Feb 18, 2015 -- Kokusai Kogyo was tasked with creating a base map to help determine the extent of damage caused by landslides and flooding as a result of a typhoon and torrential rain in Japan, as well as to assist in plans to reduce the risk of secondary damage. Airborne LiDAR data was used to create a post disaster topographic map of the disaster area, which with conventional methods would have taken four to six months. Using airborne survey sensors avoided human alteration of the area and minimized the change to the natural environment.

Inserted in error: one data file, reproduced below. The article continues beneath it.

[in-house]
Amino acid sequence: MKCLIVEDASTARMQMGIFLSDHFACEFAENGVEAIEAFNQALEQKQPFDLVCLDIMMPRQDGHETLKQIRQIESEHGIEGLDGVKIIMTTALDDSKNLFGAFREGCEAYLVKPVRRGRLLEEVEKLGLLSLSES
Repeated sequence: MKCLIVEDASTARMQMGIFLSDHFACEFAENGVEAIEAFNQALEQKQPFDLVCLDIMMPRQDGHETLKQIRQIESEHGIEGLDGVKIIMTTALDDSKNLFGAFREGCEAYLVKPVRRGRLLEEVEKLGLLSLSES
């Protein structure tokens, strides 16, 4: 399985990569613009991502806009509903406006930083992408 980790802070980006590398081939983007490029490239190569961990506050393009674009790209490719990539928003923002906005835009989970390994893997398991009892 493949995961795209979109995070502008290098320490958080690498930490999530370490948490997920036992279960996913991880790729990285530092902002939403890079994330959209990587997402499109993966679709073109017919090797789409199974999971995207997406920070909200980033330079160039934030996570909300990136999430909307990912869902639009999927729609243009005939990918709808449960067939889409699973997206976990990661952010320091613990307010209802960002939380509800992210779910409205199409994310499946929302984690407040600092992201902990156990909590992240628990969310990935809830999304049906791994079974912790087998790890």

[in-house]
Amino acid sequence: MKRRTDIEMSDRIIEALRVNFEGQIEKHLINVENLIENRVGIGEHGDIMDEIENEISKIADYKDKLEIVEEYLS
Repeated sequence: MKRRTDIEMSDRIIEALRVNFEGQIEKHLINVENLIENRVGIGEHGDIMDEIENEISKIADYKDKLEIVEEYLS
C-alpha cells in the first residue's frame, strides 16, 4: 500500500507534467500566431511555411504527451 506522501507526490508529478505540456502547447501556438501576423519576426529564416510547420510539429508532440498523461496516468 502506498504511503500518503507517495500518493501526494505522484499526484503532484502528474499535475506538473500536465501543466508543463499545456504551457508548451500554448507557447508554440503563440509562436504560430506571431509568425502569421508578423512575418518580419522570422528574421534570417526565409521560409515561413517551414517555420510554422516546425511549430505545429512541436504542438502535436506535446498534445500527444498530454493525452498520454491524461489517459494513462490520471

By utilizing MicroStation to effectively manipulate and analyze the dense point-cloud data captured by airborne LiDAR sensor, as well as Bentley Pointools for the viewing, animation, and editing of the point clouds, Kokusai Kogyo managed to reduce the overall cost of the project by about 60 percent.
A topographic map was delivered in two months, two to four months less than a map created using conventional methods. This comprehensive map not only contributed to the rapid response and provided necessary geospatial insights for recovery and reconstruction work, but also contributed to future damage mitigation design work.